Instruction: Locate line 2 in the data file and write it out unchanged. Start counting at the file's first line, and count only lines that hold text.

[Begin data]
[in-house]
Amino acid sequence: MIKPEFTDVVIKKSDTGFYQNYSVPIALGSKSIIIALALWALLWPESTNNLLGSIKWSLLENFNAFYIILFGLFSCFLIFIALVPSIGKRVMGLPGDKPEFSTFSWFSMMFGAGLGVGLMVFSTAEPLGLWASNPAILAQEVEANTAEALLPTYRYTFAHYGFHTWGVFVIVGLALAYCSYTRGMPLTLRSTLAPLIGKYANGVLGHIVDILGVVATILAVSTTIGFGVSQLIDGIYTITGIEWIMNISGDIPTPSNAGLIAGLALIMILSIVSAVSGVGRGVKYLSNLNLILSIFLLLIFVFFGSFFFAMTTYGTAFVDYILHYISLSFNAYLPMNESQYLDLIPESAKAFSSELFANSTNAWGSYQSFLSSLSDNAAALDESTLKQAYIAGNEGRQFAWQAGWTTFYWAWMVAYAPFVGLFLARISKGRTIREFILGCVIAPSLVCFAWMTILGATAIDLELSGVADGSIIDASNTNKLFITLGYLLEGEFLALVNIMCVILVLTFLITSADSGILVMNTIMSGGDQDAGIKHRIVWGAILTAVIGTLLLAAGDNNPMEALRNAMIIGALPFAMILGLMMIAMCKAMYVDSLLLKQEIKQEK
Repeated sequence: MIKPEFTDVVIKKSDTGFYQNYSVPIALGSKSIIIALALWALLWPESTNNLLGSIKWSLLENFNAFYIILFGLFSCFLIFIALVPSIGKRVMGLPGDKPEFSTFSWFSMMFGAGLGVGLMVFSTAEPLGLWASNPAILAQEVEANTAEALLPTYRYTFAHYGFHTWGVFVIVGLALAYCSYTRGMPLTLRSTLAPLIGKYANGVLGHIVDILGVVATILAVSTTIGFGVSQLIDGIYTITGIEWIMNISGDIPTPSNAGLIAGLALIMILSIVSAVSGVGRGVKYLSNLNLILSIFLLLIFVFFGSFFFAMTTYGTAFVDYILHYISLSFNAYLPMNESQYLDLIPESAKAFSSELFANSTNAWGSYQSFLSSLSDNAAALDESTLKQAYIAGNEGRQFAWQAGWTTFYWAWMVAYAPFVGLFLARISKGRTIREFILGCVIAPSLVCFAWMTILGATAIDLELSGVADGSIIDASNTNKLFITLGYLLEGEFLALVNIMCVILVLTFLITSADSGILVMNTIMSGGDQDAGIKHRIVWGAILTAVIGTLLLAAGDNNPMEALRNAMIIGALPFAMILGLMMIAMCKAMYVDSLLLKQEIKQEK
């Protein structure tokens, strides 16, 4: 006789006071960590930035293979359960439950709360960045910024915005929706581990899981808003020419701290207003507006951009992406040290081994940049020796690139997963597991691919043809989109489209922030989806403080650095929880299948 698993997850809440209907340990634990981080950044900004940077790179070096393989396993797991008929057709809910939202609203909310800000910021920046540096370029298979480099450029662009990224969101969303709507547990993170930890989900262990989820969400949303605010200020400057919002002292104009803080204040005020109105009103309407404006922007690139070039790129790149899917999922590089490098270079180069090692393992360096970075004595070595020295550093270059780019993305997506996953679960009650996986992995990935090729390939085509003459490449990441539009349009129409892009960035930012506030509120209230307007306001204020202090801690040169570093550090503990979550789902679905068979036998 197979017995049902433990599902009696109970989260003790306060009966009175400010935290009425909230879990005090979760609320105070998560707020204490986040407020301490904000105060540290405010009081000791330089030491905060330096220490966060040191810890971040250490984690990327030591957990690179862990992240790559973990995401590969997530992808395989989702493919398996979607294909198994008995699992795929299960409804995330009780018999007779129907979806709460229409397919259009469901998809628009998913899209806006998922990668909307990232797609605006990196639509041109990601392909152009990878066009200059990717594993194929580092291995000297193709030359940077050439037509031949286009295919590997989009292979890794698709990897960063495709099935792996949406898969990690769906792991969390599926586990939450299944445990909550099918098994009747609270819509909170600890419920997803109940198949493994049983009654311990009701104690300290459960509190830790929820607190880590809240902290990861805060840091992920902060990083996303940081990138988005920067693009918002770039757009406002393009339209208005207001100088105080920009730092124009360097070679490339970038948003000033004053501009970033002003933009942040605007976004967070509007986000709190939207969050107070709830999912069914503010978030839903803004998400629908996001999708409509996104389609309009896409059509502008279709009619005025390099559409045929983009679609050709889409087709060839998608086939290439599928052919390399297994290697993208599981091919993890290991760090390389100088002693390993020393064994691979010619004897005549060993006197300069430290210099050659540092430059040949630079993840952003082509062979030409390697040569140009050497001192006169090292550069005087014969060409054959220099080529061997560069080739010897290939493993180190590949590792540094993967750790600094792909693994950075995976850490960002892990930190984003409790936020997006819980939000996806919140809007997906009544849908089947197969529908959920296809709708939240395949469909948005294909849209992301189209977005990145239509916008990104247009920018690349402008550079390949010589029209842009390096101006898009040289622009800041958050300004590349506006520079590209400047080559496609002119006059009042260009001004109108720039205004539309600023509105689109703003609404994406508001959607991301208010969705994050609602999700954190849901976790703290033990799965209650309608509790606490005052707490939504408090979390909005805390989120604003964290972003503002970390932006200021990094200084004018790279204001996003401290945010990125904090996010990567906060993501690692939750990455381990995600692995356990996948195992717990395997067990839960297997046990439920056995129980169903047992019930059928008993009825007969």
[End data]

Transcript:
Amino acid sequence: MIKPEFTDVVIKKSDTGFYQNYSVPIALGSKSIIIALALWALLWPESTNNLLGSIKWSLLENFNAFYIILFGLFSCFLIFIALVPSIGKRVMGLPGDKPEFSTFSWFSMMFGAGLGVGLMVFSTAEPLGLWASNPAILAQEVEANTAEALLPTYRYTFAHYGFHTWGVFVIVGLALAYCSYTRGMPLTLRSTLAPLIGKYANGVLGHIVDILGVVATILAVSTTIGFGVSQLIDGIYTITGIEWIMNISGDIPTPSNAGLIAGLALIMILSIVSAVSGVGRGVKYLSNLNLILSIFLLLIFVFFGSFFFAMTTYGTAFVDYILHYISLSFNAYLPMNESQYLDLIPESAKAFSSELFANSTNAWGSYQSFLSSLSDNAAALDESTLKQAYIAGNEGRQFAWQAGWTTFYWAWMVAYAPFVGLFLARISKGRTIREFILGCVIAPSLVCFAWMTILGATAIDLELSGVADGSIIDASNTNKLFITLGYLLEGEFLALVNIMCVILVLTFLITSADSGILVMNTIMSGGDQDAGIKHRIVWGAILTAVIGTLLLAAGDNNPMEALRNAMIIGALPFAMILGLMMIAMCKAMYVDSLLLKQEIKQEK